What's in a street name? Plenty
On the surface, the distinction between a street, avenue or a road might seem like a dead-end discussion for most people.
In the world of emergency services, it could be a matter of life or death.
During the past 20 years, the city of Medford and other local governments have become more cautious in naming streets to avoid confusion for police and fire departments when they are dispatched for emergency calls.
"We're trying to make sure there is not a duplication for public safety reasons," said Bruce Spence, chairman of the Citizens Planning Advisory Committee in Medford.
The City Council will hold a public hearing at 7 p.m., Thursday, in City Hall, 411 W. Eight St., to establish a more uniform procedure for renaming streets within the city as well as for private roads.
In an emergency, the difference between Elm Street and Elm Avenue, or Howard Street and Howard Avenue, can be critical when police and fire are dispatched.
The city, along with other jurisdictions in the county, no longer allows those kinds of duplicate street names or street names that sound similar.
Under the proposed code amendment, the city would apply the same rules for the renaming of streets, something that is requested once or twice a year.
The ordinance change would not affect existing street names, which are often chosen by developers when subdivisions are built.
City staff already spends considerable time reviewing proposed new street names, and will conduct a similar process for renaming streets.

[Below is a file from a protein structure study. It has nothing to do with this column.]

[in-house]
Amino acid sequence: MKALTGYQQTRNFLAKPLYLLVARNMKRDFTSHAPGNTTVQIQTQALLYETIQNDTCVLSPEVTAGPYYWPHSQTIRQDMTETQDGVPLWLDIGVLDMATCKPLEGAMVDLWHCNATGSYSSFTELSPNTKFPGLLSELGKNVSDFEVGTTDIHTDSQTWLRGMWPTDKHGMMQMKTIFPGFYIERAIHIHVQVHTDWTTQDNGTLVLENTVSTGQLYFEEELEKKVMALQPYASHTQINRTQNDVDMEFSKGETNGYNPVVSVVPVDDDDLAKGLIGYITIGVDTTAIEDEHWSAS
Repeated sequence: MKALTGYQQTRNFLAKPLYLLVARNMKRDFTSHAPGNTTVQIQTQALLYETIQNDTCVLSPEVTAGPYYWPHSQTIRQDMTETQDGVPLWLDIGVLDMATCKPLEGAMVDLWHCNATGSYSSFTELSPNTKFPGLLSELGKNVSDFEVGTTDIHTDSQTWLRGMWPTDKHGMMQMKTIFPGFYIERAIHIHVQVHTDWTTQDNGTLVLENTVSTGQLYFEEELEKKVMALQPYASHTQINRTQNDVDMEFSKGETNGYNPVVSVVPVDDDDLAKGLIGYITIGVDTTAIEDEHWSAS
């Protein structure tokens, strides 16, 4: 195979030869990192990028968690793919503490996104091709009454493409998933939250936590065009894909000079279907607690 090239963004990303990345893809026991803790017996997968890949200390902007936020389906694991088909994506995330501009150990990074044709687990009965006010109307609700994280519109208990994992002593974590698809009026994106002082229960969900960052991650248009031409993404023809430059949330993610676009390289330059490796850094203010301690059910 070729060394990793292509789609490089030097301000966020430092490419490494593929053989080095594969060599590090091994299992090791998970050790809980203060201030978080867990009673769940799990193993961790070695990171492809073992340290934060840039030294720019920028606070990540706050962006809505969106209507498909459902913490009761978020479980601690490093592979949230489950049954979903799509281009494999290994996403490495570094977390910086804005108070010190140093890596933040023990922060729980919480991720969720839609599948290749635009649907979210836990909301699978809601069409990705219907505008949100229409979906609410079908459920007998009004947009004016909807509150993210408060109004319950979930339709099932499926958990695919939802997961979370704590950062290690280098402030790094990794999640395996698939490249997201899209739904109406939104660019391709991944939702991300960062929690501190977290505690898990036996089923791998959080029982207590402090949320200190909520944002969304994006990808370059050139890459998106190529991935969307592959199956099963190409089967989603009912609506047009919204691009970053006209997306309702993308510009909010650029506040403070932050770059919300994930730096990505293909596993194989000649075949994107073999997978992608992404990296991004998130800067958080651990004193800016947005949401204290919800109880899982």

Usually, a developer submits names of streets in a subdivision, then the city checks to make sure the name hasn't been used. The names are then sent to emergency service agencies for review, as well as to the post office.
Streets are often named after family members. Newer subdivisions have shown an inclination toward themes, such as naming streets after wines or Italian villages.
In Medford's early days, trees and plants were a popular choice for street names, with streets such as Fir, Grape, Holly and Ivy marching alphabetically west from downtown. There's a Grape Street in west Medford, but there's also a Grape Street cul-de-sac in south Medford off Highway 99 — something that would no longer be allowed.
Suzanne Myers, principal planner for Medford, said it's very difficult to rename a street because the change doesn't sit well with residents.
She said an effort to rename Ford Drive to Mercedes Drive failed recently because neighbors of the Mercedes dealership didn't like the idea.
A dirt road off of Cherry Lane was also called Cherry Lane, but Myers said the city finally approved the name change to Aerial Heights Drive after local residents agreed.
Airport Terminal Spur Road got its name after the new terminal was built at the Medford airport, she said.
The city allows only 11 different suffixes for streets — such as avenue, lane or place — because of limitations in computer systems.
Reach reporter Damian Mann at 541-776-4476 or email email@example.com.